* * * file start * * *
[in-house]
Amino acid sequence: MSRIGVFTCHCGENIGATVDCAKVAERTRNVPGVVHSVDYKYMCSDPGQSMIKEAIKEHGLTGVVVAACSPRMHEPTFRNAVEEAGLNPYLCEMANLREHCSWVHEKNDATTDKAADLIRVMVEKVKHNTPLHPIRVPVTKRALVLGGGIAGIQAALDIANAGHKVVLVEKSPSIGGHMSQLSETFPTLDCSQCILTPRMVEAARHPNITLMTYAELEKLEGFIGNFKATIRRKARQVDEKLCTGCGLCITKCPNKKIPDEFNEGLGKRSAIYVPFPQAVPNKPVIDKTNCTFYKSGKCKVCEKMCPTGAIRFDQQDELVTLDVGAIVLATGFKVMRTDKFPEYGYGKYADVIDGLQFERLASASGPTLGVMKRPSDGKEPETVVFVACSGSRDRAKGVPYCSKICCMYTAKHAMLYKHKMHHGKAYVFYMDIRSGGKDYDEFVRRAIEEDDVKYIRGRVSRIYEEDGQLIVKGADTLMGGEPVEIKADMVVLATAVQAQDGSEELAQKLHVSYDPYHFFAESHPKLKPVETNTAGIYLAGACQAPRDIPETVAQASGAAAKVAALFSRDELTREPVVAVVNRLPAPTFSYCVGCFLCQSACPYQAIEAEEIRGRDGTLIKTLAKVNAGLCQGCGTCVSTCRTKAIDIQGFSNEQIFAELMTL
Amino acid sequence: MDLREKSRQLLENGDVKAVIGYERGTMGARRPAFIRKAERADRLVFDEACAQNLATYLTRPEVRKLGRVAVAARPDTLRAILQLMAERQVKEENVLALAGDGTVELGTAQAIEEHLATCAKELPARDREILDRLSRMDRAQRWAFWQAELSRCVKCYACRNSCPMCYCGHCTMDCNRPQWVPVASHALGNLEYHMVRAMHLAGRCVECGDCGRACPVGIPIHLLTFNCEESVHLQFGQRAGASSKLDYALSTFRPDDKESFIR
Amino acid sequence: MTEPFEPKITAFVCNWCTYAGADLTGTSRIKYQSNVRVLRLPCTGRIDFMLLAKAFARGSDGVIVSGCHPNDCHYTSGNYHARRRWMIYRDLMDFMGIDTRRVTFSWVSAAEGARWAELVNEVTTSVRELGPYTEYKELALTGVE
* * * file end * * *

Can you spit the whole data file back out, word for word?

[in-house]
Amino acid sequence: MSRIGVFTCHCGENIGATVDCAKVAERTRNVPGVVHSVDYKYMCSDPGQSMIKEAIKEHGLTGVVVAACSPRMHEPTFRNAVEEAGLNPYLCEMANLREHCSWVHEKNDATTDKAADLIRVMVEKVKHNTPLHPIRVPVTKRALVLGGGIAGIQAALDIANAGHKVVLVEKSPSIGGHMSQLSETFPTLDCSQCILTPRMVEAARHPNITLMTYAELEKLEGFIGNFKATIRRKARQVDEKLCTGCGLCITKCPNKKIPDEFNEGLGKRSAIYVPFPQAVPNKPVIDKTNCTFYKSGKCKVCEKMCPTGAIRFDQQDELVTLDVGAIVLATGFKVMRTDKFPEYGYGKYADVIDGLQFERLASASGPTLGVMKRPSDGKEPETVVFVACSGSRDRAKGVPYCSKICCMYTAKHAMLYKHKMHHGKAYVFYMDIRSGGKDYDEFVRRAIEEDDVKYIRGRVSRIYEEDGQLIVKGADTLMGGEPVEIKADMVVLATAVQAQDGSEELAQKLHVSYDPYHFFAESHPKLKPVETNTAGIYLAGACQAPRDIPETVAQASGAAAKVAALFSRDELTREPVVAVVNRLPAPTFSYCVGCFLCQSACPYQAIEAEEIRGRDGTLIKTLAKVNAGLCQGCGTCVSTCRTKAIDIQGFSNEQIFAELMTL
Amino acid sequence: MDLREKSRQLLENGDVKAVIGYERGTMGARRPAFIRKAERADRLVFDEACAQNLATYLTRPEVRKLGRVAVAARPDTLRAILQLMAERQVKEENVLALAGDGTVELGTAQAIEEHLATCAKELPARDREILDRLSRMDRAQRWAFWQAELSRCVKCYACRNSCPMCYCGHCTMDCNRPQWVPVASHALGNLEYHMVRAMHLAGRCVECGDCGRACPVGIPIHLLTFNCEESVHLQFGQRAGASSKLDYALSTFRPDDKESFIR
Amino acid sequence: MTEPFEPKITAFVCNWCTYAGADLTGTSRIKYQSNVRVLRLPCTGRIDFMLLAKAFARGSDGVIVSGCHPNDCHYTSGNYHARRRWMIYRDLMDFMGIDTRRVTFSWVSAAEGARWAELVNEVTTSVRELGPYTEYKELALTGVE